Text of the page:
It is a tricky - but not uncommon - scenario for a defence team to advise on in regulatory cases: dishonesty is denied but found proved against the registrant at a substantive hearing and they are going to maintain that denial at the review hearing.
Since 2012, the Health and Safety Executive has been required to charge duty holders for the work which they have undertaken in investigating and enforcing material breaches of Health and Safety law. The stated aim of the scheme is to shift costs incurred by the HSE from tax-payers on to non-compliant duty holders.
The Health and Safety Executive has been recovering its’ costs for carrying out its regulatory functions from duty holders since 2012. The Fee For Intervention Scheme has its’ critics, but in the past few years, we have seen individuals and companies who are in material breach of health and safety law broadly accepting what is akin to a punitive tax on non-compliant businesses.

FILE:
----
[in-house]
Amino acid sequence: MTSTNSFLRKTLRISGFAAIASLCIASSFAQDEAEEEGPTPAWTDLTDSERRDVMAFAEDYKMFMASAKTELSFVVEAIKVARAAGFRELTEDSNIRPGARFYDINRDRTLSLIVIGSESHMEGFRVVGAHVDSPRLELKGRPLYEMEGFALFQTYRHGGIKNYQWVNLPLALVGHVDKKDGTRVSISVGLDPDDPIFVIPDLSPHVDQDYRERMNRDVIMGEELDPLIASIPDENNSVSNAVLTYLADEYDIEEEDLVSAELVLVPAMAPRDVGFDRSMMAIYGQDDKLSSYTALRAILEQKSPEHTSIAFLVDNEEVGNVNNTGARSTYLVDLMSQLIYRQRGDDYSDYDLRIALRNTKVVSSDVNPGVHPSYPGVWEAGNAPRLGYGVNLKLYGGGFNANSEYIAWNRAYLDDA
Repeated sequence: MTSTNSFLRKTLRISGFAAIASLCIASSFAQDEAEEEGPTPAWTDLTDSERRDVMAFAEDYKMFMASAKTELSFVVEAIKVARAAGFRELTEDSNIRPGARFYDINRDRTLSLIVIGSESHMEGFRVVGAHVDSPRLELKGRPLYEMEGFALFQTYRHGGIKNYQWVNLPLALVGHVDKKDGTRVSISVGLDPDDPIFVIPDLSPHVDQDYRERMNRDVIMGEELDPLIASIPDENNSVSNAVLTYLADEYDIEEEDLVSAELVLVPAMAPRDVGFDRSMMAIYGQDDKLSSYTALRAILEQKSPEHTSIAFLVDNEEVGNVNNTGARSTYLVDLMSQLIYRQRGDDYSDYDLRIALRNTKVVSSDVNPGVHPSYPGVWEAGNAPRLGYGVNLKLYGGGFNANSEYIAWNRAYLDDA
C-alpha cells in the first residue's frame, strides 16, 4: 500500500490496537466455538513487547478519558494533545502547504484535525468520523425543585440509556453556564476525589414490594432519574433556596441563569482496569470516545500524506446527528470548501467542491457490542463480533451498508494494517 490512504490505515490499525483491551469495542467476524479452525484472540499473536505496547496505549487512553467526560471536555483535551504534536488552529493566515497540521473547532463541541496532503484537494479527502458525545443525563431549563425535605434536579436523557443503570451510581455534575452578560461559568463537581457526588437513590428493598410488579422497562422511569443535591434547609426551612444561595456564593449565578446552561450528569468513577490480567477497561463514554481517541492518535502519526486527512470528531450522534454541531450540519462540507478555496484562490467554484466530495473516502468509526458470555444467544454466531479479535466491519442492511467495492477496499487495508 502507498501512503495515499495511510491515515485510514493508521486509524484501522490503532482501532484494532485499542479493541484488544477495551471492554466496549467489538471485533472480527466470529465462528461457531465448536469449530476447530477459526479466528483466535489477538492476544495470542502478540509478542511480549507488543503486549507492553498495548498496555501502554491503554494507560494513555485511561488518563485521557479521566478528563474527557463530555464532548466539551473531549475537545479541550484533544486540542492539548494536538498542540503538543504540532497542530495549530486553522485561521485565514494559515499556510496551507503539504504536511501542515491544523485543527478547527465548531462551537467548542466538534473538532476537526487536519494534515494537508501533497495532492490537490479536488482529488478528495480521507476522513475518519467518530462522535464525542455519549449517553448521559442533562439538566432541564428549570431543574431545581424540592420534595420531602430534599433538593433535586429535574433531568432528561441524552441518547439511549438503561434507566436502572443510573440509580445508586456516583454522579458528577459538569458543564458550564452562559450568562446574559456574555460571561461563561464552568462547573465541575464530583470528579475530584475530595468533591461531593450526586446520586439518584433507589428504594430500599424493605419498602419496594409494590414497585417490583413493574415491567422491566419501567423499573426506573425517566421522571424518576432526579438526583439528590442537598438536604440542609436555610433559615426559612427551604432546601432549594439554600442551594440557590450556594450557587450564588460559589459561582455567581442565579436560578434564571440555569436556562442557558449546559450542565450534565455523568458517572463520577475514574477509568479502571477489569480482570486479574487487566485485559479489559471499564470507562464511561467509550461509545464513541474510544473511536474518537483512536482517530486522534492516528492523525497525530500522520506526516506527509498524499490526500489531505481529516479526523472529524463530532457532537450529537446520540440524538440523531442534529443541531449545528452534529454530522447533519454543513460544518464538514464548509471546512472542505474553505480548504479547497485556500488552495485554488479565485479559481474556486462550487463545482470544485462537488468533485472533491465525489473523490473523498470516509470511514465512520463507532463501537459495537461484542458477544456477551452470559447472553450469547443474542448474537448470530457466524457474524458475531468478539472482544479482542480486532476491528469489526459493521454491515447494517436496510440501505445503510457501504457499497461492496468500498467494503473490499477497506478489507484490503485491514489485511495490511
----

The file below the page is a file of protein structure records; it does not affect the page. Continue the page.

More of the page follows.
The 2015 Sentencing Council’s Definitive Guidelines on Health and Safety Offences etc. came into force in England and Wales on 1st February 2016. The 2015 Guidelines extend in their application to non-fatal Health and Safety offences and propose a matrix by which fines are to be calculated.